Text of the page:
March 2010

A much happier month for book-reading; indeed, it would have been happy if the only book I read was A Conspiracy of Kings, but I had the pleasure of also reading other wonderful books.

  1. Studies in the Fairy Mythology of Arthurian Romance by Lucy Allen Paton.
  2. If on a winter’s night a traveler by Italo Calvino.
  3. The Queen of Attolia by Megan Whalen Turner.
  4. The Arrow by Christopher Morley.
  5. Ender’s Game by Orson Scott Card.
  6. The King of Attolia by Megan Whalen Turner.
  7. A Conspiracy of Kings by Megan Whalen Turner.
  8. Bede: a novel by C. A. Cole and Kelly Ledbetter.
  9. Digging to America by Anne Tyler.

O Light perpetual

It would be incorrect in every sense to say that so near the end of his life he had lost his faith, when in fact God seemed more abundant to him in the Regina Cleri home than any place he had been before. God was in the folds of his bathrobe, the ache of his knees. God saturated the hallways in the form of a pale electric light. … How wrongheaded it seemed now to think that the thrill of heartbeat and breath were just a stepping stone to something greater. What could be greater than the armchair, the window, the snow? Life itself had been holy. We had been brought forth from nothing to see the face of God and in his life Father Sullivan had seen it miraculously for eight-eight years. … This was not the workings of disbelief. It was instead a final, joyful realization of all he had been given.

from Run by Ann Patchett (2007)

Conspiracy theories

1. A Conspiracy of Kings — Read in whirlwind of cover-to-cover, staying-up-past-midnight bliss, it was, of course, marvelous. Thinking of it still brings a smile to my face. Though, I realized with some horror that I will most likely have my PhD by the time the next book comes out. It will be the highlight of my year.

2. Bede: a novel — I have sent my edits to my co-author. The black binder that holds my copy of the manuscript no longer sits conspicuously on my desk; the map that has hung over my desk for over a year and a half has finally been taken down.

3. Short stories — Onward to the stars: time to edit and (I hope) write science-fiction, in which things are still not all what they seem.

A Thief in the night

I was early returning from my errands before lunch, and so I went out to the sea, alone, to face my melancholy thoughts. I stood atop the cliff, face numb from the freezing spray and wind, looking down at the sea all chiseled and edged like slate. I went to be reminded that the created world cares little for our mortality. Grain by grain the relentless waves reduce the castle into sand. We live but the span of a few breaths, and though our foundations of stone outlast us, the sea was here in the beginning, and the sea will outlast us all.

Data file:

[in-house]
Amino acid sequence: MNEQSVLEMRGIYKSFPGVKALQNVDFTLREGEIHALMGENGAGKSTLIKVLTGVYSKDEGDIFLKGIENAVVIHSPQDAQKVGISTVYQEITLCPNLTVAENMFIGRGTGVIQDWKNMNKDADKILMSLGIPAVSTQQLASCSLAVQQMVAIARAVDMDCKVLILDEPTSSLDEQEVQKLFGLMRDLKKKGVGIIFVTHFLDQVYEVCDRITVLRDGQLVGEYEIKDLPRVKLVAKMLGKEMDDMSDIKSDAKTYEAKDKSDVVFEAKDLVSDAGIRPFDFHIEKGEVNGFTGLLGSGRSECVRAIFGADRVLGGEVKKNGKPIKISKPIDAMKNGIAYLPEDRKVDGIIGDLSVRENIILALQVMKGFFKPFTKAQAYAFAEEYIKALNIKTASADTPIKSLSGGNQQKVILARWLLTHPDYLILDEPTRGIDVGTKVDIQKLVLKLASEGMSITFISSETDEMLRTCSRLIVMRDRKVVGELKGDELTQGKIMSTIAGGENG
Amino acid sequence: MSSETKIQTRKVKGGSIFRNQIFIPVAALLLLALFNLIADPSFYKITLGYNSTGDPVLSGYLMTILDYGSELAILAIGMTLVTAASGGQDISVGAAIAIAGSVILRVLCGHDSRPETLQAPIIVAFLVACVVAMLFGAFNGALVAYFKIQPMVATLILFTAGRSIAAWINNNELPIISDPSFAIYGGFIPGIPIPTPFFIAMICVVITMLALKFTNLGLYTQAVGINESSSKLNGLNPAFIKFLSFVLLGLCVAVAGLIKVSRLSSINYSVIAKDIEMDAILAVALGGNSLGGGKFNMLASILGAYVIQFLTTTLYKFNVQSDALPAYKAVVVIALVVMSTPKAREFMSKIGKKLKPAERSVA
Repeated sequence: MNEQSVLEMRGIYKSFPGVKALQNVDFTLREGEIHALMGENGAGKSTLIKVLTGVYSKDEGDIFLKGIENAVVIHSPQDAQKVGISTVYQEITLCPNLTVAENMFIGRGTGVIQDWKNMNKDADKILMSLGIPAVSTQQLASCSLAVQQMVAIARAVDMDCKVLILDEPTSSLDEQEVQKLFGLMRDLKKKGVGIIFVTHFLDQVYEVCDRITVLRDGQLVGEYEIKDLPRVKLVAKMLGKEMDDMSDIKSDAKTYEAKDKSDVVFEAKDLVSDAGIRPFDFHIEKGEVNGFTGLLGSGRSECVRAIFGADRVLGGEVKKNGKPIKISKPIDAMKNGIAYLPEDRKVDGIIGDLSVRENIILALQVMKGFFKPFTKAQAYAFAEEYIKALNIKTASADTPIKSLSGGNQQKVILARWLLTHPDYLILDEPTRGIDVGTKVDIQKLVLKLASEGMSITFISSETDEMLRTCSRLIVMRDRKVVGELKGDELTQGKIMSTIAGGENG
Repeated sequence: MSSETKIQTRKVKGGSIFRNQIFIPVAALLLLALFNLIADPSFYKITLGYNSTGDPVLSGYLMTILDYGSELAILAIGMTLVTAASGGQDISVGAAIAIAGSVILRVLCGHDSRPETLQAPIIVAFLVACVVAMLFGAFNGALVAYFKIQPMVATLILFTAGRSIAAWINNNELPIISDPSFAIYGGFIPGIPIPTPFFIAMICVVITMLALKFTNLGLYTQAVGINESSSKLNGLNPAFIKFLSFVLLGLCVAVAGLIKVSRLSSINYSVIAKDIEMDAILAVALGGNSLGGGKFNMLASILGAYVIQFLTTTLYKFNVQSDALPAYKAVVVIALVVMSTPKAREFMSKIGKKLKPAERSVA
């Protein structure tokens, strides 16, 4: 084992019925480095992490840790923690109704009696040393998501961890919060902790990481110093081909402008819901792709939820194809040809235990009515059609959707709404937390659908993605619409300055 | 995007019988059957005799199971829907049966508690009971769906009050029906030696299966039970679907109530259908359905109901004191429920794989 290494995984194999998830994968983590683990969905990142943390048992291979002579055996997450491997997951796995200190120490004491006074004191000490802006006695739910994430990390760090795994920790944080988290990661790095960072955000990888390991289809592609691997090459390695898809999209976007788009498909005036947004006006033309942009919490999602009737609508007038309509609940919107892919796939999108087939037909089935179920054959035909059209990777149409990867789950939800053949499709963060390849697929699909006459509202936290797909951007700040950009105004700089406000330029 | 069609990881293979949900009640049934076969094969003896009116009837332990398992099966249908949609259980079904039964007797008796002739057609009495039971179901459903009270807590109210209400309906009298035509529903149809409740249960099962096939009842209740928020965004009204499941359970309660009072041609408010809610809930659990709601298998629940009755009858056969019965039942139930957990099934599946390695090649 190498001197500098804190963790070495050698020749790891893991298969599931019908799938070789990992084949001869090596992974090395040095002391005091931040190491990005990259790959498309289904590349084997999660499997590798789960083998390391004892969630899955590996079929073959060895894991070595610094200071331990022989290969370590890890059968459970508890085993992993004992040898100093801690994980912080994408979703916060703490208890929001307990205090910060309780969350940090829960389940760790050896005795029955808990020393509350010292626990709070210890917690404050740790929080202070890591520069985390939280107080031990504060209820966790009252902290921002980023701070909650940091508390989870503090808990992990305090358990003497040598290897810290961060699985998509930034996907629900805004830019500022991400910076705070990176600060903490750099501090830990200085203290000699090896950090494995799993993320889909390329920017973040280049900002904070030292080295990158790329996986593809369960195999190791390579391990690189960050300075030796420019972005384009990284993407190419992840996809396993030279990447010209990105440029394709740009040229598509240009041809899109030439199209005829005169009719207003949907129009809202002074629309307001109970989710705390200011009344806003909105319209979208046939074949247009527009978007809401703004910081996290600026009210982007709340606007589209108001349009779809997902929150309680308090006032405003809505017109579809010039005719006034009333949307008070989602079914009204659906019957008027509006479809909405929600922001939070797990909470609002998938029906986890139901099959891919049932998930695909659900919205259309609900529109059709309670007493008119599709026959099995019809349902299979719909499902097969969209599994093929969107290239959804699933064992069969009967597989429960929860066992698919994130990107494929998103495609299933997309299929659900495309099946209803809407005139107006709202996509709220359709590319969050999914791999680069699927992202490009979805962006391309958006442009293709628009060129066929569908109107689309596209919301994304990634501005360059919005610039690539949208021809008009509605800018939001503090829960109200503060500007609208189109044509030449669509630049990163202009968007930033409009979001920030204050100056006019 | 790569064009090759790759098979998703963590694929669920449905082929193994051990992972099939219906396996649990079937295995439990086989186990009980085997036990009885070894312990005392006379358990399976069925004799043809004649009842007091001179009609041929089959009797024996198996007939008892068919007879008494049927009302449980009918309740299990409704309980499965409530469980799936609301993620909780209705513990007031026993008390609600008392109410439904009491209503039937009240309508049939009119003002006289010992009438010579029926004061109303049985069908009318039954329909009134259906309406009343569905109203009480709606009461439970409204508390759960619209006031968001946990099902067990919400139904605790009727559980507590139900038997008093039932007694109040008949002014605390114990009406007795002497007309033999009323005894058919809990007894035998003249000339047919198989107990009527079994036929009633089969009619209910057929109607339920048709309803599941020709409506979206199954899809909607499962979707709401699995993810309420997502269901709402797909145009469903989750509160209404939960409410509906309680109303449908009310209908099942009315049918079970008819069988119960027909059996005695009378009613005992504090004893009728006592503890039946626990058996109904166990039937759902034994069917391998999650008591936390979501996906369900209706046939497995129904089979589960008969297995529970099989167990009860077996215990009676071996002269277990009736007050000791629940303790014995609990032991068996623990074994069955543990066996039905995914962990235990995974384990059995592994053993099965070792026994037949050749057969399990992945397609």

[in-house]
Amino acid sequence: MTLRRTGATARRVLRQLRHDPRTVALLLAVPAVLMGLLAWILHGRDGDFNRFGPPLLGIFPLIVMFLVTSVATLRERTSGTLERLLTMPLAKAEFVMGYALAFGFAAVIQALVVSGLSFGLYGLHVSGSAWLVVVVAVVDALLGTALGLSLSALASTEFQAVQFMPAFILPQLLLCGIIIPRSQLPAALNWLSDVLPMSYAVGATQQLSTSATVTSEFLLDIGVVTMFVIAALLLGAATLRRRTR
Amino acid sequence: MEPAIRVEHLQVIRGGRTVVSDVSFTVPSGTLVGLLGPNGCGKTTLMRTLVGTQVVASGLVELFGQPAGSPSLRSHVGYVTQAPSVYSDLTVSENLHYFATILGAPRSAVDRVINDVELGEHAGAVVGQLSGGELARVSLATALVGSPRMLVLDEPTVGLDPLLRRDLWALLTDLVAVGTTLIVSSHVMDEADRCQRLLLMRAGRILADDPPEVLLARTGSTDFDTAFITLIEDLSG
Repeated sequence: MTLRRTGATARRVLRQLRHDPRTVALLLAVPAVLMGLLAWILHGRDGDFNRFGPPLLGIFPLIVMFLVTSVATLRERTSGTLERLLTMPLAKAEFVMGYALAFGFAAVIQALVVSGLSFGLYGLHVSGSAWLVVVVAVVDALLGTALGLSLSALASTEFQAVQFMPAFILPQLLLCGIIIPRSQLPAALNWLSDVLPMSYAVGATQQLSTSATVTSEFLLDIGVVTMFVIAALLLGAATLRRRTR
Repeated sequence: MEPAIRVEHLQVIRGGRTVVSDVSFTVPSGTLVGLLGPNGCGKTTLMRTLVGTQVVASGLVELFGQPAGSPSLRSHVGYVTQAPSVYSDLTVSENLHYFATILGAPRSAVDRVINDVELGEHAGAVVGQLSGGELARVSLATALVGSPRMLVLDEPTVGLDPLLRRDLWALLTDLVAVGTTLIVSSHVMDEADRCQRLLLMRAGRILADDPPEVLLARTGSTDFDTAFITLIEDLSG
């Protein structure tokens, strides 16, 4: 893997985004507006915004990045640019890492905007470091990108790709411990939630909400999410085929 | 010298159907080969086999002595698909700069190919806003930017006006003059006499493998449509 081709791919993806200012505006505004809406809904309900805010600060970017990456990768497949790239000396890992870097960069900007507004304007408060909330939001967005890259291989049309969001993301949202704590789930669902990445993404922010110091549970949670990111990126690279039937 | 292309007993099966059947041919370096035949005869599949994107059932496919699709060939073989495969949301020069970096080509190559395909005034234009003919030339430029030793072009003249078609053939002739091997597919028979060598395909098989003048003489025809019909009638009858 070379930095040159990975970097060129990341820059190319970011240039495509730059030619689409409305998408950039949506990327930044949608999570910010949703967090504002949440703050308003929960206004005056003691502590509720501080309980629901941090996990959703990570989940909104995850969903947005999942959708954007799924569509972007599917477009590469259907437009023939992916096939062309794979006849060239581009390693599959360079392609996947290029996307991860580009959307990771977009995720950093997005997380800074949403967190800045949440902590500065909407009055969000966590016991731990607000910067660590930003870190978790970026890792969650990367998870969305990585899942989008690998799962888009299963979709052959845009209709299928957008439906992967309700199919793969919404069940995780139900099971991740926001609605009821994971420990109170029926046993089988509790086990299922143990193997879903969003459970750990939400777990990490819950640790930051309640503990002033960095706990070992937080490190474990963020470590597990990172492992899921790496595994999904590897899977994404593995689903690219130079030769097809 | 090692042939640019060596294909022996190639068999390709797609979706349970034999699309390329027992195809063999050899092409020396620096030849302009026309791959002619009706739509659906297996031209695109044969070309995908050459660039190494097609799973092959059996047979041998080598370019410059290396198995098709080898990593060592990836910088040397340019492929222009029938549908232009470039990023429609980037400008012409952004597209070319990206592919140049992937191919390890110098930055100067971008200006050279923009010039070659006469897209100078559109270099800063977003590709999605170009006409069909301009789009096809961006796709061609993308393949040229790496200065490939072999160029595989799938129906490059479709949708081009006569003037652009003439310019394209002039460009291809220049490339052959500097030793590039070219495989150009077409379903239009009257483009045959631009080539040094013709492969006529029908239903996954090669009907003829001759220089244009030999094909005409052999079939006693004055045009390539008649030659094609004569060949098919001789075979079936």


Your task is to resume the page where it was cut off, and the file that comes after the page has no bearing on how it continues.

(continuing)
There was something infinitely graceful in the way the seabirds flew into the wind.

I had another, impromptu, meeting with my Primary today, to follow up from last week’s, and it was the meeting I was hoping for. She had rescheduled to the afternoon, unwittingly allowing me more time to prepare. At least for this section, we are on the same page, for the first time this year. I actually left smiling instead of near tears, even if I jokingly offered to be in a crisis to save her from a meeting she didn’t want to go to.

And so, so, so, though this morning had a melancholy start, and though the haar has rolled in and I can barely see the next building across the street or the lamplight shining in the dim, the day has ended well. At long last I have A Conspiracy of Kings by Megan Whalen Turner. I shall go put away dinner dishes and then begin. As Kelly so aptly put, consider this my ‘Do Not Disturb’ sign.

Sunday morning

Some time ago a friend of mine said that she didn’t see how anyone could reconcile a belief in a loving creator-god on days when everything piles up: the conjunction of a bad head cold, the start of a period, past injuries flaring up. Surely God, too, would end up in tears at the top of a flight of stairs, if we are made in His image.